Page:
annals of Roman Catholicism in Texas or the saga of higher education
in the state.
Texas Catholic Historical Society PATRICK FOLEY
In Mexican Prisons: The Journal of Eduard Harkort, 1832-r 834. Trans-
lated and edited by Louis Brister. (College Station, Tex.: Texas
A&M University Press, 1986. Pp. xii+ 194. Acknowledgments, in-
troduction, notes, bibliography, index. $23.50.)
In Mexican Prisons is a pleasant but modest addition to the relatively
undeveloped field of the early Mexican republic. In 1828 Eduard Har-
kort arrived in Mexico to work for the British-owned Mexico Company.
An expert in mining techniques who could not cope with the duties to-
ward a large family in his native Germany, Harkort lived in Mexico un-
til his expulsion in 1835. When problems developed with one of his su-
periors in the company, Harkort joined Antonio L6pez de Santa Anna's
army to support the Mexican leader's professed federalism. Once Santa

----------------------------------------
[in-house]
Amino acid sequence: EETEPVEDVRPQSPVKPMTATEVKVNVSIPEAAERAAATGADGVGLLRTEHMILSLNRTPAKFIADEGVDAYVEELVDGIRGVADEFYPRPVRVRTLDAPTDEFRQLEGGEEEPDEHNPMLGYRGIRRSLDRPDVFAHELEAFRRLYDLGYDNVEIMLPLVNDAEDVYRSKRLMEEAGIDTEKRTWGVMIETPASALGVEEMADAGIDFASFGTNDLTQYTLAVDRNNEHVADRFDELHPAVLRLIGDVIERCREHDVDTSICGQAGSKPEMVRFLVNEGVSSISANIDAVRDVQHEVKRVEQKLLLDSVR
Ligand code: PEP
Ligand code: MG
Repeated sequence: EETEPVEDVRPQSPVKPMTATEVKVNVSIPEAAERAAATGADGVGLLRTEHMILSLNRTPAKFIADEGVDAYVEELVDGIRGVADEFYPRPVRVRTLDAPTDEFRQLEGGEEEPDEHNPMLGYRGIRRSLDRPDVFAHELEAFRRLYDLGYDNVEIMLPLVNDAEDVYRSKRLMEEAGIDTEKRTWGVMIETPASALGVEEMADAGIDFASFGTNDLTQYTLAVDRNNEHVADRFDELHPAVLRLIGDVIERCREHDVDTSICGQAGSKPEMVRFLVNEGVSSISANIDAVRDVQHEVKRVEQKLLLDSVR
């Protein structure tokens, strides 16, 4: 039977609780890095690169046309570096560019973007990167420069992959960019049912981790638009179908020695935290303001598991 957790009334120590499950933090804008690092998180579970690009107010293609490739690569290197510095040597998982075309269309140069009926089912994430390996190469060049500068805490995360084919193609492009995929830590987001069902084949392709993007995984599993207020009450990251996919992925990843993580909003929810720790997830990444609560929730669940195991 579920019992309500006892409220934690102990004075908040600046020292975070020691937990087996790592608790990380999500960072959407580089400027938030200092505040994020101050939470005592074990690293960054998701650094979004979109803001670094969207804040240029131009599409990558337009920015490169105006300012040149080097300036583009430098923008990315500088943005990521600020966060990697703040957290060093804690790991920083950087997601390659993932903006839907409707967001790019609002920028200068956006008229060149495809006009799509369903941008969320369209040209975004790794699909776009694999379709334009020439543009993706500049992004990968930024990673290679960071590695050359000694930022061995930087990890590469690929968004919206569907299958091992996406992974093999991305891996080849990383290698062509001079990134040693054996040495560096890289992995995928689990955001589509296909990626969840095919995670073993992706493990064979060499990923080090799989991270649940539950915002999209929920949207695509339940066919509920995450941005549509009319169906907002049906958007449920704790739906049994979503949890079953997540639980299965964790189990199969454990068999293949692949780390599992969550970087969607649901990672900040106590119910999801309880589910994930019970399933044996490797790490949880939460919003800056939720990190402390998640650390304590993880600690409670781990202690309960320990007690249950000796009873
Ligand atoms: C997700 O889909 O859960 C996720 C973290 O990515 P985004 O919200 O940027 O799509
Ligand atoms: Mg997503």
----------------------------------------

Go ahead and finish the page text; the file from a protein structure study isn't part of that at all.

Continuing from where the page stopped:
Anna decided to rule Mexico as a centralist dictator, Harkort opposed
him, which led to his capture and deportation. Although not covered in
this book, Harkort joined leaders of the Texas independence move-
ment and spent most of his time fortifying Galveston until his death in
Unfortunately, the scope of this book is limited to a very brief period.
The bulk of the material, referred to as the Puebla Journal, covers the
year 1832. Fourteen pages of letters covering 1834 conclude In Mexican
Harkort had the ability to write vividly. His colorful descriptions of
early nineteenth-century Mexico are pleasant as well as instructive.
Harkort's journal contains a very interesting memoir of rural life in
Oaxaca and Veracruz, particularly the daily lives of the Indians and the
Military events constitute the bulk of Harkort's writings. Those inter-
ested in the career of Santa Anna will find a revealing account of the
appeal he held for his followers. Harkort was basically a scientist, but
his service in the Prussian army enabled him to excel at soldiering in
Mexico. Strangely enough, Harkort received lenient and often pleasant
treatment as a prisoner of war.
Louis E. Brister, a professor of German at Southwest Texas State Uni-
versity, has edited the material thoroughly. Not only does In Mexican
Prisons contain a solid introduction, but it is also accompanied by forty-
four pages of illustrative footnotes. A very complete index and a help-
Texas State Historical Association. The Southwestern Historical Quarterly, Volume 91, July 1987 - April, 1988. Austin, Texas. The Portal to Texas History. http://texashistory.unt.edu/ark:/67531/metapth101211/. Accessed August 1, 2014.